“This represents a monumental step forward as New Jersey continues to position itself as a global leader in the clean energy space, and fostering opportunities for our workforce to advance in its growth. A wave of offshore wind projects slated for development along the East Coast over the next decade will create a once in a generation opportunity for eco growth,” said Secretary of Higher Education Dr.
Brian Bridges, who spoke during the groundbreaking. “There’s no better place to grow the offshore wind industry than right here in New Jersey. And I’m thrilled that the Wind Training Center on Atlantic Cape’s campus will prepare our students for careers in New Jersey’s growing offshore wind sector and open their eyes to fields they may not have even considered.”
Currently, Ørsted is developing two offshore wind projects off the coast of New Jersey with the capacity to generate more than 2,200MW of clean energy. Ørsted’s first project, Ocean Wind 1, received approval from the New Jersey Board of Public Utilities in 2019, and the second Ocean Wind 2, received BPU approval in June 2021.
Strategically located near established offshore wind lease areas and in close proximity to the proposed Ocean Wind Operations and Maintenance port in Atlantic City, Atlantic Cape’s Wind Training Center will help achieve a key workforce development need.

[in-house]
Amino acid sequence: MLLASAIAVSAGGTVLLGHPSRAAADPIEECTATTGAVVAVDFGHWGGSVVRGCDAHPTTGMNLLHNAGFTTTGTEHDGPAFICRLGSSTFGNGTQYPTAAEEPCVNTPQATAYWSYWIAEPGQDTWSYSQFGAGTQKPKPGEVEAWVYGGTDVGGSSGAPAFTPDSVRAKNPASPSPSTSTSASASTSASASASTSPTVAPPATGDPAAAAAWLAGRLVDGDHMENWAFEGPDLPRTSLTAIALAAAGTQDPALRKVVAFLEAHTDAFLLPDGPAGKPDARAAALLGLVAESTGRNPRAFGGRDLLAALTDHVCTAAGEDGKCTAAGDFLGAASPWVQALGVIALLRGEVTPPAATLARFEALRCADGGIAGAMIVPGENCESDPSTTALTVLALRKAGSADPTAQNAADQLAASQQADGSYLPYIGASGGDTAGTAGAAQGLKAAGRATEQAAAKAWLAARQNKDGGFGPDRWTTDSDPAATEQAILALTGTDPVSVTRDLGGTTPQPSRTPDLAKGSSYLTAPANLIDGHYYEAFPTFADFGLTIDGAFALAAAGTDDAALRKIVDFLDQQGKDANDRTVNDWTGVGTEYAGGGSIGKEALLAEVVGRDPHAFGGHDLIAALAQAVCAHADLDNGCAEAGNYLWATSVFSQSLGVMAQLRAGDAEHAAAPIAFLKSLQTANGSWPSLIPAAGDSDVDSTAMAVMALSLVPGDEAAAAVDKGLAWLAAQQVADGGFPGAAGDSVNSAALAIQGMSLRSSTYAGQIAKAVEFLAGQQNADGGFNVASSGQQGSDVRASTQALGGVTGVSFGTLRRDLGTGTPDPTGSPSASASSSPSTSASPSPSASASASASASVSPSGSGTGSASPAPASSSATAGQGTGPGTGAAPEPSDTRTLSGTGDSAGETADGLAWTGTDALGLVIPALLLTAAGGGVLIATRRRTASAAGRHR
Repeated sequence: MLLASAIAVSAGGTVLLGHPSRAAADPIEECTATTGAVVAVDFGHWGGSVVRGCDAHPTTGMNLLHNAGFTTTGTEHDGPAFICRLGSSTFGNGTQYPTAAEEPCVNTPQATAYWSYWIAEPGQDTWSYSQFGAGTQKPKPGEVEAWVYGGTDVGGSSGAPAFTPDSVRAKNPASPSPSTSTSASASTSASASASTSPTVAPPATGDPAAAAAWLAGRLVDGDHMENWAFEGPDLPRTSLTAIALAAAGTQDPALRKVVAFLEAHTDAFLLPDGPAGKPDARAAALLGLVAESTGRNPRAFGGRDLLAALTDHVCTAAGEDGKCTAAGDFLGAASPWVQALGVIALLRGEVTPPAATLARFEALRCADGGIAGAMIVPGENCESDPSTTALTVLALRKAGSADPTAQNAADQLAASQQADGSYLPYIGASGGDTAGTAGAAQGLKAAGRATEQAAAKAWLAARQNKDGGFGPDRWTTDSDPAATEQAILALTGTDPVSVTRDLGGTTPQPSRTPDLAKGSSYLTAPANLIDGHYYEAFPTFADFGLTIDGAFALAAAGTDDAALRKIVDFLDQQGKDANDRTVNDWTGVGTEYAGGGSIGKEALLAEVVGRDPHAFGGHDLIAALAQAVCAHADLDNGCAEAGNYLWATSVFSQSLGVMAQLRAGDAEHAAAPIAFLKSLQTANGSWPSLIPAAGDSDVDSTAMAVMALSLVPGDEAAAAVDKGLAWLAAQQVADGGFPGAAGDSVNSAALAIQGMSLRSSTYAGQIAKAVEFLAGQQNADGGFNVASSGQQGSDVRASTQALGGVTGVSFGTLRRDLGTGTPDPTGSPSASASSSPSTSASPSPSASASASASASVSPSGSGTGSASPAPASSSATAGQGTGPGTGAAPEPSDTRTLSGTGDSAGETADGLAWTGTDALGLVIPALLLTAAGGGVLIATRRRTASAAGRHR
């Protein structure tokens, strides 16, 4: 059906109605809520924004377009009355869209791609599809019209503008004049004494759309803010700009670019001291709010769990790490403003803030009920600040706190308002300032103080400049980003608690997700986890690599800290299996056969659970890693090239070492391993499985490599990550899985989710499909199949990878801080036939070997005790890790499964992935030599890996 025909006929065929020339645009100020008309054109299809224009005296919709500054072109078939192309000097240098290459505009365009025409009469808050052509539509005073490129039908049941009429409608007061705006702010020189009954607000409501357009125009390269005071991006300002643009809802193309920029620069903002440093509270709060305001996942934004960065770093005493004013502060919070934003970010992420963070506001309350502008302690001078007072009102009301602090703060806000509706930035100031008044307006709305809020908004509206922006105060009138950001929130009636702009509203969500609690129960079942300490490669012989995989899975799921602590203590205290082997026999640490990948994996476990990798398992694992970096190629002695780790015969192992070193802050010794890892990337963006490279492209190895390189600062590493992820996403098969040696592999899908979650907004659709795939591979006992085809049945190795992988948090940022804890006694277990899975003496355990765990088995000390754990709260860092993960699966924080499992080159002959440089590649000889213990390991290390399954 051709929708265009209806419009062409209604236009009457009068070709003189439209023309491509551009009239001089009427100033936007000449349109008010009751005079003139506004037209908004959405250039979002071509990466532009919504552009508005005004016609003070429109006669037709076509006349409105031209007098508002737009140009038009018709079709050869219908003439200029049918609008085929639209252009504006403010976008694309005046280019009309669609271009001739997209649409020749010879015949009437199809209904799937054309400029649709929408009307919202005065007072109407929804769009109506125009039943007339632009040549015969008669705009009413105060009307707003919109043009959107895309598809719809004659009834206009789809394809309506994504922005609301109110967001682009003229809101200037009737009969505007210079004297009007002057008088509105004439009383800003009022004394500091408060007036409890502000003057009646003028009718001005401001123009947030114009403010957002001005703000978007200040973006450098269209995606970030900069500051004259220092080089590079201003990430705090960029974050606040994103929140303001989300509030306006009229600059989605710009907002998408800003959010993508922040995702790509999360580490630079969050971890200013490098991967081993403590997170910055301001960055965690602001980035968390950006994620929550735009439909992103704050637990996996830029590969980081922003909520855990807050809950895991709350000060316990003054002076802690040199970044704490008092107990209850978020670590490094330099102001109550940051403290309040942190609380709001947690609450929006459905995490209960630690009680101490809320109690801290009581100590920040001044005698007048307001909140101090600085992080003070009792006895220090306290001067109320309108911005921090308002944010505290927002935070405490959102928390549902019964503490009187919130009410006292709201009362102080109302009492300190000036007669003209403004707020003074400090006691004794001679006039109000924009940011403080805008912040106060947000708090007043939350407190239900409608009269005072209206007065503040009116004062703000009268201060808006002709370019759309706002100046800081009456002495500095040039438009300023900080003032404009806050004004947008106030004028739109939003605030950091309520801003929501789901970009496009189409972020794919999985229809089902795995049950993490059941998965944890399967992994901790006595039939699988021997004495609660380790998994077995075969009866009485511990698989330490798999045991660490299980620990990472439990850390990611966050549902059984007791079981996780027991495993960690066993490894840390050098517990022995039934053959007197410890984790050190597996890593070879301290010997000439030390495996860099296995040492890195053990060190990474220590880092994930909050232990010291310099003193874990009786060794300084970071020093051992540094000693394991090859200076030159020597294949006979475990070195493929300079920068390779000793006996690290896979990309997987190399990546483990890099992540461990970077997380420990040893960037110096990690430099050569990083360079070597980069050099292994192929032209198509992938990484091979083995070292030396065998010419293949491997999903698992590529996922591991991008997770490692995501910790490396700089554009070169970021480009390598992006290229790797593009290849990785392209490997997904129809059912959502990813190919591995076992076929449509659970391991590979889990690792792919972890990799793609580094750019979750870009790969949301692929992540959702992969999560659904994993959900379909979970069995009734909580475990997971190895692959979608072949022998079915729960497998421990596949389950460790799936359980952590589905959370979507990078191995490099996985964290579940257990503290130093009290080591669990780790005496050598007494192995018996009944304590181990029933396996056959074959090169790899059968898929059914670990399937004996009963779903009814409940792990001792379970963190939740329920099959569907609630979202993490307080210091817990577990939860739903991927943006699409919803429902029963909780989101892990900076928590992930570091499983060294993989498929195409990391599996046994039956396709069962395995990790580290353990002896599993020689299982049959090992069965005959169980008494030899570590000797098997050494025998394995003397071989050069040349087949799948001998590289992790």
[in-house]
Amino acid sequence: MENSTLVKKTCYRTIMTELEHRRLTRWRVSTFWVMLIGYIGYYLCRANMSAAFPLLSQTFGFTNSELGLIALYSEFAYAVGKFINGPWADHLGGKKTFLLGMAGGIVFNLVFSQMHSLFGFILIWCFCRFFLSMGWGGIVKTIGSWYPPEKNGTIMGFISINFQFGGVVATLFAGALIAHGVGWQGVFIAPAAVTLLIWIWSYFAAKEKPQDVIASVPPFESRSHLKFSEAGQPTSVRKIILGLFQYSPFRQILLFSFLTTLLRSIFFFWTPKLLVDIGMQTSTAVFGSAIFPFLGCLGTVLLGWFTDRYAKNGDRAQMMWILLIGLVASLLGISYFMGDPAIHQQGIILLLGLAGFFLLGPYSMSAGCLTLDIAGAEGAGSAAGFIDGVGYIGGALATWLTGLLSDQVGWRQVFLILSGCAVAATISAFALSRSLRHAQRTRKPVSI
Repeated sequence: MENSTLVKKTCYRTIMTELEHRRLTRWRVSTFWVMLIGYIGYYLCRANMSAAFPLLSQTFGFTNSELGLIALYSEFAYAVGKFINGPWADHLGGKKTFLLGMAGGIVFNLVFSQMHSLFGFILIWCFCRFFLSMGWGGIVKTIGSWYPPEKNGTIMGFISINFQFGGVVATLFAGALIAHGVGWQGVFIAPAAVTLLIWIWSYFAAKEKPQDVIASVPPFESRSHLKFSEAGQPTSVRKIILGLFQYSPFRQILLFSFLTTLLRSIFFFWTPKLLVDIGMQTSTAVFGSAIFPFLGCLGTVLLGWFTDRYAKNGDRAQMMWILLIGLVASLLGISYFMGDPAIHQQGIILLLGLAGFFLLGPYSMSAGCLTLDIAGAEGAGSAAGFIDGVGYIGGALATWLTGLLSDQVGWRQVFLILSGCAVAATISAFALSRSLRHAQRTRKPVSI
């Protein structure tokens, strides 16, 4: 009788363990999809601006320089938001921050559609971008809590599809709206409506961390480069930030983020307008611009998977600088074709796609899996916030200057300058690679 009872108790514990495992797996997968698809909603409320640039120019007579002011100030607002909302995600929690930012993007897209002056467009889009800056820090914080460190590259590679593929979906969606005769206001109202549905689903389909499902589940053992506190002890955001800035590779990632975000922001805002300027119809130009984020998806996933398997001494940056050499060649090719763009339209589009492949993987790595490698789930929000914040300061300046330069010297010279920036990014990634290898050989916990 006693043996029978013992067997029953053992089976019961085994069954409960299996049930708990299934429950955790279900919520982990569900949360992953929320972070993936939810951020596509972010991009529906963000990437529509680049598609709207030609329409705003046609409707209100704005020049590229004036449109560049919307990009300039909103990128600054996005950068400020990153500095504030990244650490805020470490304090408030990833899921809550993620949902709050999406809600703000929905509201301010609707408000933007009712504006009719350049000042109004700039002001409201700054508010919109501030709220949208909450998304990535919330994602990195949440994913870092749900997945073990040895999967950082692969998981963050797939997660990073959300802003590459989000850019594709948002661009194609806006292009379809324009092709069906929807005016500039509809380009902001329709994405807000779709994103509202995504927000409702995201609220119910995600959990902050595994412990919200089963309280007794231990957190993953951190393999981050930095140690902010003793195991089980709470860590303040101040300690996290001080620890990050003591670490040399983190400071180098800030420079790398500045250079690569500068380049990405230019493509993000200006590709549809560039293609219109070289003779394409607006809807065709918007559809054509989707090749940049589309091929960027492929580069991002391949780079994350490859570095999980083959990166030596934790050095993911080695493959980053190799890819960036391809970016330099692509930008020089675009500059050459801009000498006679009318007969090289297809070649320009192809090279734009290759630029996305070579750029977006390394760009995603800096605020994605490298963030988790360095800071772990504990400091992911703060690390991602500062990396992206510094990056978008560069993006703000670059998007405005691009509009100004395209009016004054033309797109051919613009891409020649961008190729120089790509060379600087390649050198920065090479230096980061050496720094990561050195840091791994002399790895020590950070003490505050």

There have been three offshore wind projects approved to date from the New Jersey Board of Public Utilities, representing half of the state’s goal for clean energy. These projects will power 1.6 million homes, inject $4.7 billion into the state’s economy and create thousands of jobs, said Jim Ferris, Bureau Chief of New Technology, Clean Energy Division, BPU.
“But in order for us to take advantage of those economic benefits, we need a trained workforce. And that’s why this groundbreaking today for this training facility is so important and is such an important step forward,” Ferris said Thursday. “This facility will train the offshore wind workforce that we will need for our projects. It will also train a workforce for other projects that will be happening along the East Coast.”
“Since taking office, Gov. Murphy has prioritized investing in people and high-growth, high-wage sectors, including offshore wind. Atlantic Cape’s Wind Training Center will help to achieve both of these goals,” said New Jersey Economic Development Authority Chief Executive Officer Tim Sullivan. “The Center will prepare students with the necessary training to qualify for promising career opportunities while supporting New Jersey’s growing offshore wind industry with a pipeline of uniquely skilled talent.”
“We commend Dr. Gaba and the leadership of Atlantic Cape Community College for their pursuit in preparing to train workers to be a part of the growing field of offshore wind development,” said Davon McCurry, Ørsted deputy head of government and market affairs for New Jersey. “In the next few years, we will open an operations and maintenance facility in Atlantic City, close to the Wind Training Center and we look forward to working with ACCC in the development and deployment of these career opportunities.”